This entry is filed under Disclosure, Due Diligence, Regulation A, Blog
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July 14, 2015 by Sara Hanks
There’s an increasing amount of publicity out there from companies that are “testing the water” (TTW) before deciding to make a Regulation A offering. At CrowdCheck, we love the idea of TTW. It’s an efficient way of making sure that it’s going to be worth a company’s time to hire lawyers and accountants and go through the SEC review process. But there are important basic SEC rules that haven’t changed at all, and you need to bear them in mind. First, know that anything that “conditions the market” or promotes interest in a capital-raise, is an “offer” of securities. That can include posting a TTW campaign on an online investment platform, an appearance on...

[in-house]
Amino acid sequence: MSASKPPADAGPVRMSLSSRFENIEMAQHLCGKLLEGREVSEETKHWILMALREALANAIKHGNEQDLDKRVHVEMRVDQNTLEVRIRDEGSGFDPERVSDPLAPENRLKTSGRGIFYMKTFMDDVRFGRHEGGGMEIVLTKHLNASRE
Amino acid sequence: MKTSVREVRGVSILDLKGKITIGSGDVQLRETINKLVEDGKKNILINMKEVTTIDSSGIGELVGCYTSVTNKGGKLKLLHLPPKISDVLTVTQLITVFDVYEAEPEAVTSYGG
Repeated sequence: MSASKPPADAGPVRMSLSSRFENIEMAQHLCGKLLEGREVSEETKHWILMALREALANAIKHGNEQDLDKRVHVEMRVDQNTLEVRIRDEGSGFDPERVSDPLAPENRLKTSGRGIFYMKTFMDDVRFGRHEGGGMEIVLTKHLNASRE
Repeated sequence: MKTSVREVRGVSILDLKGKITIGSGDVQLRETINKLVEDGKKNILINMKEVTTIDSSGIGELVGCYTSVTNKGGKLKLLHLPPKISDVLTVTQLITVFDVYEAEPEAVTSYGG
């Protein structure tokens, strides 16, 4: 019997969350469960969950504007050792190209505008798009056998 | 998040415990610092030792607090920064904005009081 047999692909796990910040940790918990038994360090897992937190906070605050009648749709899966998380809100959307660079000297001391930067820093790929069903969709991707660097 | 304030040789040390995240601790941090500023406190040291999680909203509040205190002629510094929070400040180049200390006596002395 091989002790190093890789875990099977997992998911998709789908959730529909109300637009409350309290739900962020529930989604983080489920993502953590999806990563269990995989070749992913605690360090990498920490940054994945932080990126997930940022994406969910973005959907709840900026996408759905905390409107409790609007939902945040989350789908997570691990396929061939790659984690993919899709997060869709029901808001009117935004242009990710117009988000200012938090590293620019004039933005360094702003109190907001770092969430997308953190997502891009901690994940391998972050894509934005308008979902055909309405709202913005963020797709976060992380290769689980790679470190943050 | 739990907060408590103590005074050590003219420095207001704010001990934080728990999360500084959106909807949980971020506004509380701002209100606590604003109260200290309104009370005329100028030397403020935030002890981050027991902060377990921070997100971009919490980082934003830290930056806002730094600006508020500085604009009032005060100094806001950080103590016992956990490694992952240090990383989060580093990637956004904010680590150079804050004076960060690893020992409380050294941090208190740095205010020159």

This entry is filed under Crowdfunding, Disclosure, Regulation A, SEC, Securities Law, Blog
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July 08, 2015 by Andrew Stephenson
Online investment platforms and the EB-5 Visa investment community have been abuzz lately following the June 23 announcement by the SEC that is has issued a final order against Ireeco, LLC and Ireeco Limited for acting as unregistered brokers in violation of Section 15(b) of the Securities Exchange Act.  The practices by Ireeco, LLC included the establishment of an online portal that assisted foreign investors with selecting EB-5 Regional Centers and investment projects that suited the investor's interests.  Ireeco was then paid a fixed amount of the administrative fee typically charged to EB-5 investors by the Regional Center when the investor made his or her...